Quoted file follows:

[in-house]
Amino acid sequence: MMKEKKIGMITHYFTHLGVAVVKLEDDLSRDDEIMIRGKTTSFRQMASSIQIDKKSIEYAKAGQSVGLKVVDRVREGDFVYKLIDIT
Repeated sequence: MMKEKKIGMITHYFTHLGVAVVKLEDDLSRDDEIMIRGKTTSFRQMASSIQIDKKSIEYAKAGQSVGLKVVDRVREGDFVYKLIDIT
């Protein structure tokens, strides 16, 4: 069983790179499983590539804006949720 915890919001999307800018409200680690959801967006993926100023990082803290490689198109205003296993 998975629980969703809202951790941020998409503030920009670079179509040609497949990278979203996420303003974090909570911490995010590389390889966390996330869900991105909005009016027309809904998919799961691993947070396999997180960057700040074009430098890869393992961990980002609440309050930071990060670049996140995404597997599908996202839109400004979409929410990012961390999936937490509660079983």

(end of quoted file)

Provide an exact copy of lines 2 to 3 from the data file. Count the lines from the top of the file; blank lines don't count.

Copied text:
Amino acid sequence: MMKEKKIGMITHYFTHLGVAVVKLEDDLSRDDEIMIRGKTTSFRQMASSIQIDKKSIEYAKAGQSVGLKVVDRVREGDFVYKLIDIT
Repeated sequence: MMKEKKIGMITHYFTHLGVAVVKLEDDLSRDDEIMIRGKTTSFRQMASSIQIDKKSIEYAKAGQSVGLKVVDRVREGDFVYKLIDIT